IBM Canada Ltd. will host Rogers Secure Mail, which is part of Rogers Business Solutions, on its Intel-based xSeries platforms at its security operations centre in Toronto. IBM said it may offer the service with other ISPs in the future but has yet to name those with whom it will partner.
“There’s a host of solutions and products that help increase the security around your e-mail,” said Richard Branston, general manager, security solutions, IBM Canada. “What encryption does is physically encrypt that specific e-mail. You’re basically sending a postcard through the Internet that everyone can read.”
Secure Mail was developed by Toronto-based security software company Echoworx Corp., which approached Rogers and IBM about this idea a year ago. Echoworx currently offers a similar service in the U.S. and Canada through Verizon and AT&T, which is hosted by Sun Microsystems Inc., and in Europe.
With Secure Mail, which is available for $8.95 per month per e-mail address, users don’t have to switch ISPs or e-mail addresses, said Chris Erickson, executive vice-president, Echoworx.
“Now you’ve got Rogers, who (are) able to provide a value-added service, which is attached to your e-mail to anybody, including their competitors in Canada and anywhere in the world,” said Erickson.
Erickson added that e-mail security goes beyond anti-virus and spam protection these days.
“Everyone seems to think e-mail security means anti-virus software,” he said. “That’s just hygiene, it’s not privacy.”
Secure Mail works by the user installing a plug-in, similar to the PDF format, for example, to their e-mail client, such as Microsoft Outlook. When the user hits send, a second button will automatically pop up that, when pressed, will encrypt the message before it is sent. The recipient will then be prompted for a password, which is given to them in the e-mail, to open up the message. If the person receiving the e-mail does not use the same client as the sender, they will be directed to the Rogers pick up centre Web page where the message can be decrypted.
Secure Mail is based on industry encryption standards, including PKI, X.509 and S/MIME, which allows users of different e-mail systems to view the message, regardless of what software they have installed.
Sarah Talacek, vice-president of marketing, Rogers Business Solutions, said security is becoming an increasing concern for Rogers’ clients.
“It’s more of a privacy issue,” said Talacek. “Spam and virus blocking tactics that have been putting in place are more about preventing fraud attacks. What we’re talking about here is the security of information.”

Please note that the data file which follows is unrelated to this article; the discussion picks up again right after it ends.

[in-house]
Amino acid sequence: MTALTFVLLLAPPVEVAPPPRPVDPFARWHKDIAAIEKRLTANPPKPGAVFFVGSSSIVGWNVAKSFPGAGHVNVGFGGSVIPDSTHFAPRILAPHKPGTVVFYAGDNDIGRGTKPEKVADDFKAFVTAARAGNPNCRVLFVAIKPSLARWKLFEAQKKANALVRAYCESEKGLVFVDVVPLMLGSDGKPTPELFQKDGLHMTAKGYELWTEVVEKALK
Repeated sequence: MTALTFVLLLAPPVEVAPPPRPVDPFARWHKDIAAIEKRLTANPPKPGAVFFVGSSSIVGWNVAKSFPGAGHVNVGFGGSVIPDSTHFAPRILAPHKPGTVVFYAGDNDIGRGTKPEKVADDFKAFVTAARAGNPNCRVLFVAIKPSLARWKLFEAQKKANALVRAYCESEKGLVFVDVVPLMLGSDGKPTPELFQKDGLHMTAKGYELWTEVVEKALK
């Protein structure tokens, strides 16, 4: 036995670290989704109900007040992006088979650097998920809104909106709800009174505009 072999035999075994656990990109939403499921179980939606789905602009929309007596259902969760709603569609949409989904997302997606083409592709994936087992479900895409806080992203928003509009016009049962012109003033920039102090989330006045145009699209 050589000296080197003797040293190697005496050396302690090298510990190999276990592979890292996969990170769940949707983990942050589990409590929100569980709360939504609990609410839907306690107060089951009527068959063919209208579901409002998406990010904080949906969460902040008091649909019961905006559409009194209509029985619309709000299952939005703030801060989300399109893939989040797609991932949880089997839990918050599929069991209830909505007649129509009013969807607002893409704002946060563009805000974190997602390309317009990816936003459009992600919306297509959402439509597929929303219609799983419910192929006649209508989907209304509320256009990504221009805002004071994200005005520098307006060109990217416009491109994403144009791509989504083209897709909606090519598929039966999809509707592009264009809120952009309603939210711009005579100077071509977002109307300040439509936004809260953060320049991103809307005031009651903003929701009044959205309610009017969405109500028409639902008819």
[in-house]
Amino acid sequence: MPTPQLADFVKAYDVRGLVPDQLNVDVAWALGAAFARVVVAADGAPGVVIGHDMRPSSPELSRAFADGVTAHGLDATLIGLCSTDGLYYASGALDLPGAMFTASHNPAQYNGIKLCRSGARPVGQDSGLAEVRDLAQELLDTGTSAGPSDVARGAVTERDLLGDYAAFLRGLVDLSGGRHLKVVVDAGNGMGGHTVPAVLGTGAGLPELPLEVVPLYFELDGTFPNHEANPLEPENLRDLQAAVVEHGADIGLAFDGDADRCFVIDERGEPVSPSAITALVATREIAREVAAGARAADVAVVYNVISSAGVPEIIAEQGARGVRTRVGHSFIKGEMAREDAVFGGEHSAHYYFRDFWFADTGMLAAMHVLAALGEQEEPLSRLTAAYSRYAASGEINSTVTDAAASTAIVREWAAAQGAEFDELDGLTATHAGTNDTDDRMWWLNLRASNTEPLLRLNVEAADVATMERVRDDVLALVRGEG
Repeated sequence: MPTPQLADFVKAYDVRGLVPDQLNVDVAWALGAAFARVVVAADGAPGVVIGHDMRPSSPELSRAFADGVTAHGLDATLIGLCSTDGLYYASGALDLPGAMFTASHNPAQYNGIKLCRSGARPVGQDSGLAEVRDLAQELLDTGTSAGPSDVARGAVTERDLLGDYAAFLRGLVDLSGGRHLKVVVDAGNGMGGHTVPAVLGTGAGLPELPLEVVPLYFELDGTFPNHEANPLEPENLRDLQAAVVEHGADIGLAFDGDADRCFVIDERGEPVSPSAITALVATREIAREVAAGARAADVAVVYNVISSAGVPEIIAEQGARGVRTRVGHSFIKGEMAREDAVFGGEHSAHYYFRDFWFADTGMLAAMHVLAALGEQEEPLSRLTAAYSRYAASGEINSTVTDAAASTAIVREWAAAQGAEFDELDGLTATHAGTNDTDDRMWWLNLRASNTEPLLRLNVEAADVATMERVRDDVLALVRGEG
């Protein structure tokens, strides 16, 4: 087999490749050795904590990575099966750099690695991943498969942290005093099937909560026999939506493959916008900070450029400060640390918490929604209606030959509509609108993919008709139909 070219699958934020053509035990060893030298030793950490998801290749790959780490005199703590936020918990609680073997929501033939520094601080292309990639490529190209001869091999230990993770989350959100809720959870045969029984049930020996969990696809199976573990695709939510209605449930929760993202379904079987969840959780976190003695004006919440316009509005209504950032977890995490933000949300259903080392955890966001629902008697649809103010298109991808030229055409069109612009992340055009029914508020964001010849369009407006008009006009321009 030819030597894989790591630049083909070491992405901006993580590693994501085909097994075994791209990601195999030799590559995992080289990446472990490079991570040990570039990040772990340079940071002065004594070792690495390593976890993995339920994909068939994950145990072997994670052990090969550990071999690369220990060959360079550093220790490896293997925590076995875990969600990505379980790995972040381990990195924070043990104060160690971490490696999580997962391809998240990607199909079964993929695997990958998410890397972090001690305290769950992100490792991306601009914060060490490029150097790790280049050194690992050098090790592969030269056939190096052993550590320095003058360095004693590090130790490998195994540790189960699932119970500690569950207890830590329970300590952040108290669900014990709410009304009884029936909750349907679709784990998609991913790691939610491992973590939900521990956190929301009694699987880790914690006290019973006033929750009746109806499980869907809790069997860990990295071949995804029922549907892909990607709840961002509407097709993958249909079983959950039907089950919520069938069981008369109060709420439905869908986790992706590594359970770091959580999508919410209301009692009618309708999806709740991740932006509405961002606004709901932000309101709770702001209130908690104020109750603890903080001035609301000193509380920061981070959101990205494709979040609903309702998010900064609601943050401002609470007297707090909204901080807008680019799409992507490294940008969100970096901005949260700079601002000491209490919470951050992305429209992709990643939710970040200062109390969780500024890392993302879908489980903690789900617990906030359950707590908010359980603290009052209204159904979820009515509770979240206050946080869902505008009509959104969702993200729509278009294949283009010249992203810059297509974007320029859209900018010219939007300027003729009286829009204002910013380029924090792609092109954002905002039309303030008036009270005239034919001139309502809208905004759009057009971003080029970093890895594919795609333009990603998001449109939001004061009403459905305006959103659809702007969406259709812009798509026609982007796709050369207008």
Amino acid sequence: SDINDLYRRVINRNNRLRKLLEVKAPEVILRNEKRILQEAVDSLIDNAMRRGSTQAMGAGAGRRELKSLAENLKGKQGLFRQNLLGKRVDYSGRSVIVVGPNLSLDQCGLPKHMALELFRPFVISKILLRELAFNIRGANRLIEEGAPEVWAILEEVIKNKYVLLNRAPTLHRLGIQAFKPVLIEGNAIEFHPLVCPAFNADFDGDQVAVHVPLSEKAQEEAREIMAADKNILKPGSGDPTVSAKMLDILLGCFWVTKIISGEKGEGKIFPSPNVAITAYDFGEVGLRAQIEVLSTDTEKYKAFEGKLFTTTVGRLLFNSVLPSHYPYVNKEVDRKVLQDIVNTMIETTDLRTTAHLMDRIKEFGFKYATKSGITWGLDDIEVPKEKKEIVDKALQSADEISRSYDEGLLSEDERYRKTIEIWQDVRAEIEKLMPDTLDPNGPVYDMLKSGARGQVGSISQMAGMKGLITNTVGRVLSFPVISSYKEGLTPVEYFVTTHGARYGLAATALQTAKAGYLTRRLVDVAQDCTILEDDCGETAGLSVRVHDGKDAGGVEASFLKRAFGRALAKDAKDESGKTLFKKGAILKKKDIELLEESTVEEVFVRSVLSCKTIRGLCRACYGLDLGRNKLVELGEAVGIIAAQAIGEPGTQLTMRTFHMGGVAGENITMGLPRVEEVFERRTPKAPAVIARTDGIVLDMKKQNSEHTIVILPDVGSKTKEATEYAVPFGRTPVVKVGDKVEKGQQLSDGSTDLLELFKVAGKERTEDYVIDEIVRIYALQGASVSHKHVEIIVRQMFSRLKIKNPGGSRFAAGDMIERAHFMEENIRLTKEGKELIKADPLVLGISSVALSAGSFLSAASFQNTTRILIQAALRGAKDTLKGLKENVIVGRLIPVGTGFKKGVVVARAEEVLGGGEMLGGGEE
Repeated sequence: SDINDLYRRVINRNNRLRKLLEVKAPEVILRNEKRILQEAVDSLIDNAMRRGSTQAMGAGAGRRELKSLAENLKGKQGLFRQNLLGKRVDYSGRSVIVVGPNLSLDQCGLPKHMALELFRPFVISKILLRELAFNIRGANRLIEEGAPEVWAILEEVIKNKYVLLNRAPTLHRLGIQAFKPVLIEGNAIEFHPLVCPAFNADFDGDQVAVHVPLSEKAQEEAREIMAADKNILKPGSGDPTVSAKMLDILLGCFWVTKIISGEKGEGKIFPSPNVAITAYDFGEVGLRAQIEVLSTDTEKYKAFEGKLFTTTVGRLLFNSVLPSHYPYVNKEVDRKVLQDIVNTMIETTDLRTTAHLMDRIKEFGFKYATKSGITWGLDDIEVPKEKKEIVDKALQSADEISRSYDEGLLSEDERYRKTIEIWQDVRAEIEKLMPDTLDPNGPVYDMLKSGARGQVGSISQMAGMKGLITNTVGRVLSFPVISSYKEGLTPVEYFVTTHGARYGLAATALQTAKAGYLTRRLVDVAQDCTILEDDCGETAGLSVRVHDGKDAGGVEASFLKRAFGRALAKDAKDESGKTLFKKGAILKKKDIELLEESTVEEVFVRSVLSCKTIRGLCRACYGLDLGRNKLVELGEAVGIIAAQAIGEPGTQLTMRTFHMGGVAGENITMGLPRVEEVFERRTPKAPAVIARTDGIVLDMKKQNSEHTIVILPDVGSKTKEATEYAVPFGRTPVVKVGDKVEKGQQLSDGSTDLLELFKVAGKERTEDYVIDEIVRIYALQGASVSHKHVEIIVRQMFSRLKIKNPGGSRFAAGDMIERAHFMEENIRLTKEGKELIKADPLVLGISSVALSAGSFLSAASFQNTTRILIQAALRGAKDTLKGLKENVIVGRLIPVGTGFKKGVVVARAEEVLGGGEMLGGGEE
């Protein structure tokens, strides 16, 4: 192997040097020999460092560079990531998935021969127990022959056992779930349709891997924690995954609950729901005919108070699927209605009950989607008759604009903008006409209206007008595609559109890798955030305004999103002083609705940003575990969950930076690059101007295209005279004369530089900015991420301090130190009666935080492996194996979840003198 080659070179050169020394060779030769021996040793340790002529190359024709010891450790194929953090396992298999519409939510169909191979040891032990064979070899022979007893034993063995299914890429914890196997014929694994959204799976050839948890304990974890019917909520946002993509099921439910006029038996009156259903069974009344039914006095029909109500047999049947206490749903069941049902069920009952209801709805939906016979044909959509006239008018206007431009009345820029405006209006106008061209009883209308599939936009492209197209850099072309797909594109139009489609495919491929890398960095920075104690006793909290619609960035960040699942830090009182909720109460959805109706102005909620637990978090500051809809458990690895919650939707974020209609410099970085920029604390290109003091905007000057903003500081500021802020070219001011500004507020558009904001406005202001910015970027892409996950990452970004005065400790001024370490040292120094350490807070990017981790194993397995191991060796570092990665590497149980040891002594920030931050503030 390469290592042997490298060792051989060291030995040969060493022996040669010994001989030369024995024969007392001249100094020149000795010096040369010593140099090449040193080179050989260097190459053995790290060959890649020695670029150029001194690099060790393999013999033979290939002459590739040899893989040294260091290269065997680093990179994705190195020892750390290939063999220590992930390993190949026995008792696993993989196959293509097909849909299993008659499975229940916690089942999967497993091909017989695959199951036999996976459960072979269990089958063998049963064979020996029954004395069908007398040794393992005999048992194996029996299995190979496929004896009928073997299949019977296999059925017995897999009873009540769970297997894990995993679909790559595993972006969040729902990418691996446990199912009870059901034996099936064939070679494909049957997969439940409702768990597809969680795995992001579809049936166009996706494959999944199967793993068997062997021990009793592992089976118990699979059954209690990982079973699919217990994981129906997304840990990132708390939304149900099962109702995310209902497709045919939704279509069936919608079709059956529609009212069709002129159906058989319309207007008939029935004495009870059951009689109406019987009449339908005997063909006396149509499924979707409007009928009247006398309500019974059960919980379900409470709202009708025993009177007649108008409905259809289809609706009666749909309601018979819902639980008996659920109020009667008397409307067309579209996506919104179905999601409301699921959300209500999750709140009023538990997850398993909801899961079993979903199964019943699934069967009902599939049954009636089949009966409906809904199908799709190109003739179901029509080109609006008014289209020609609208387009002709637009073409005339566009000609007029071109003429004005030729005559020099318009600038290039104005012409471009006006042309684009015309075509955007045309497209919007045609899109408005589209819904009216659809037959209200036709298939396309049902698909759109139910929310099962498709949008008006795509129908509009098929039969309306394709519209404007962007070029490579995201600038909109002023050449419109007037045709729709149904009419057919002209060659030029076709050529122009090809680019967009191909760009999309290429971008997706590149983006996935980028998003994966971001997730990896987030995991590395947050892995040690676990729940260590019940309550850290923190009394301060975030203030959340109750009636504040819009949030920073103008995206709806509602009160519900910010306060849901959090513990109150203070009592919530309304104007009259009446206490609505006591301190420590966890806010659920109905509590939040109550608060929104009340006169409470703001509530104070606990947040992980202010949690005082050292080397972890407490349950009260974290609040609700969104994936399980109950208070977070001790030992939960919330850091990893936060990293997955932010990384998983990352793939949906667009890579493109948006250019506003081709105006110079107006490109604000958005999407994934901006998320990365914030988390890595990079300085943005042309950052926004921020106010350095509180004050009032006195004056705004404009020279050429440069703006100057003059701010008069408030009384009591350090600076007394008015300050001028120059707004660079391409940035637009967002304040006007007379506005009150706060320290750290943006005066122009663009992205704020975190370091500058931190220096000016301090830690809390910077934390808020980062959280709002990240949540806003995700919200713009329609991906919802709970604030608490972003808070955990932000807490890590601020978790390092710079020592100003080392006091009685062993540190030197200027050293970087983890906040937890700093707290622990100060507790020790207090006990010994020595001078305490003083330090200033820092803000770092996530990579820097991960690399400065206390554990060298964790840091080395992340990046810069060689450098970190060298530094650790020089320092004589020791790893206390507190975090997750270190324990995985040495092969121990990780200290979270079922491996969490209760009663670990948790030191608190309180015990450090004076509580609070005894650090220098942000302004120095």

A survey conducted by IBM Canada in March 2006, in which over 150 CIOs were interviewed, found that 62 per cent of Canadian businesses believe that cyber crime is more costly to them than physical crime.
“We’re starting to notice that many senior leaders in IT organizations are starting to worry more and more about organized crime and the threat to IT security caused by that,” said IBM Canada’s Branston. “They’re becoming less worried about the hacker individual and more worried about their exposure to cybercrime through organized crime.”
Likewise, Microsoft Canada Co. senior security product manager Derick Wong said the bulk of threats nowadays are moving away from the technology side and moving over to the people side.
“The attackers are going to go after the path of least resistance,” said Wong. “That’s where you’re starting to get the phishing and the pharming, where they’re going to persuade somebody to go to this site that they don’t know that is designed to automatically download these viruses or spyware.”
Microsoft Canada in April launched four security software offerings based on the technology from Frontbridge Technologies Inc., which Microsoft Corp. acquired in July 2005. These include a filtering tool, which helps block inbound and outbound e-mail from spam, viruses, phishing scams and e-mail policy violations, and an encryption service that allows users to encrypt and deliver any e-mail without adding any hardware or software to their current environment. The latter product starts at $1.90 per user per month and is offersed as part of Microsoft’s Volume Licencing Program.
Compliance with industry regulations, especially in the financial, accounting and health-care sectors, is also driving businesses to adopt better e-mail security mechanisms, said Rogers’ Talacek.
“With all of the publicity around ID theft, that hype in the media is causing more concern for the end users, “ she said.
Secure Mail is now available to businesses for pre-order at www.rogers.com/securemail.